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CoSA Cultural Competency Programming: A Pause, A Pivot, and A New Direction

By Anne Ackerson posted 11-03-2023 10:30 AM


CoSA Cultural Competency Programming: A Pause, A Pivot, and A New Direction                   

The broad topic of cultural competency was identified as an important element of CoSA’s IMLS-funded BACKER: Building Archival Capacity for Keeping Electronic Records grant, particularly as it related to public access of electronic records. As we stated in our baseline report, Relevant, Responsive, and Respectful: Government Archives in the 21st Century – An Overview of Cultural Competency in State and Territorial Archives in 2022,A key outcome of the BACKER project is to integrate electronic records access with an intentional awareness of current and potential records users so that state and territorial archives become more conscientious and resilient community partners.” It seemed clear that opportunities existed for CoSA members to address inclusion, diversity, equity, and accessibility (IDEA) issues at the same time solutions were being developed for preservation and access to their electronic records. How could CoSA help?

Following up on the report, we offered a series of virtual cultural competency awareness-building workshops that were designed and led by our project consultant, Helen Wong Smith, University of Hawaiʻi at Mānoa Library Archivist and President of the Society of American Archivists. The workshops were then supported by a series of regular conversations, led by Smith and often topic-based, with workshop participants. Resources were gathered and made available to workshop participants, as well.

A Pause and A Pivot

Sparse conversation attendance over several months led us to rethink what members need and want in terms of information, training, and resources. As one state archivist shared, cultural competency is a “journey of awareness,” never fully learned, but always in a state of learning. We knew it would take time to engage with CoSA members around the aspects of cultural competency and it has, indeed, been a journey.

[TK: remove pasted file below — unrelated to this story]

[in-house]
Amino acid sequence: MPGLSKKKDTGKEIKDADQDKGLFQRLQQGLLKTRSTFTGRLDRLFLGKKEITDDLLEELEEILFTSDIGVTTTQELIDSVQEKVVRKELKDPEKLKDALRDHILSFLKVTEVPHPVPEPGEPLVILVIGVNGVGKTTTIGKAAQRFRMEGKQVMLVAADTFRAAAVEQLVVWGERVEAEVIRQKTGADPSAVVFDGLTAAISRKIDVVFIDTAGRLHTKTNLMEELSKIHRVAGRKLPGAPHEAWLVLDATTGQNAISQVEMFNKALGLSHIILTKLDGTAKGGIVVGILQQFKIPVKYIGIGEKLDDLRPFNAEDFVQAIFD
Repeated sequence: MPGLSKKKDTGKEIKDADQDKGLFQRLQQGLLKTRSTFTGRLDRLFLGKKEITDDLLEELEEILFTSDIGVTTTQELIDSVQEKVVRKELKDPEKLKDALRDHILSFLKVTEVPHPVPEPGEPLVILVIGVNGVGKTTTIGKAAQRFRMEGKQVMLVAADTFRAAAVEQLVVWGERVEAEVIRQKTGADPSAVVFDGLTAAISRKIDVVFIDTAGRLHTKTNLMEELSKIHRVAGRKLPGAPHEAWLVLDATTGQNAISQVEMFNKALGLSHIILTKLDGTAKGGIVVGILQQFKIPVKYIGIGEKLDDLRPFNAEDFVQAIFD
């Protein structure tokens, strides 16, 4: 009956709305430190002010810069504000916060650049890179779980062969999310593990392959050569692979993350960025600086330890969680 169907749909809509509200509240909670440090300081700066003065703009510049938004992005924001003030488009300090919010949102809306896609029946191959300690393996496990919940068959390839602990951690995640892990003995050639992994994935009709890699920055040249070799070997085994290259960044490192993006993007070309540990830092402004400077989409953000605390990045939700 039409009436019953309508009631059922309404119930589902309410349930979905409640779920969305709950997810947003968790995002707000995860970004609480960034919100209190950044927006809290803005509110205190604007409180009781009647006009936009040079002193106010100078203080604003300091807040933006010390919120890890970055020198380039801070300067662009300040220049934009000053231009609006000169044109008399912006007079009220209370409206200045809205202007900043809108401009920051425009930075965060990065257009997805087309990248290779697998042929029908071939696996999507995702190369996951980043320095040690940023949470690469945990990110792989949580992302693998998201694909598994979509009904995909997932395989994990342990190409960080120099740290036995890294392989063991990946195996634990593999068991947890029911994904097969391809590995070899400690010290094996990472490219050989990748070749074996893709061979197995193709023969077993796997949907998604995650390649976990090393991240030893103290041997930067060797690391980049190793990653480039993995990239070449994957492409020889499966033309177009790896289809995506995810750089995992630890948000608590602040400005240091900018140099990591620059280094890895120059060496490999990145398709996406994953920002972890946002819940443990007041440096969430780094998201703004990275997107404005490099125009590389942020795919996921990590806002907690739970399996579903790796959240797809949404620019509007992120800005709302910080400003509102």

It was time to take a pause, gather some additional insights, and reflect on where we could make the biggest impact with the remainder of the project.

A New Direction

As BACKER moved into year three, we’ve shifted strategy. First, we've changed the name of this portion of the project from 'cultural competency' to 'managing cross-cultural differences'. As a result, we're emphasizing issues and methods of working effectively in cross-cultural situations by managing differences among staff and the communities our members serve. Secondly, we will continue to build a resource library that is available to all CoSA members, not just those who attended workshops. Today, we're unveiling a new section on the website that includes self-assessment tools, bibliographies, videos, and templates. In the coming months, we'll be debuting a 10-module, self-directed course that builds off of Helen Wong Smith's virtual workshops.

Last, but not least, Helen Wong Smith with continue her work with CoSA, providing one-on-one mentoring and training as part of BACKER technical assistance. If your agency wants to work with Smith, please reach out to BACKER project coordinator Nick Connizzo at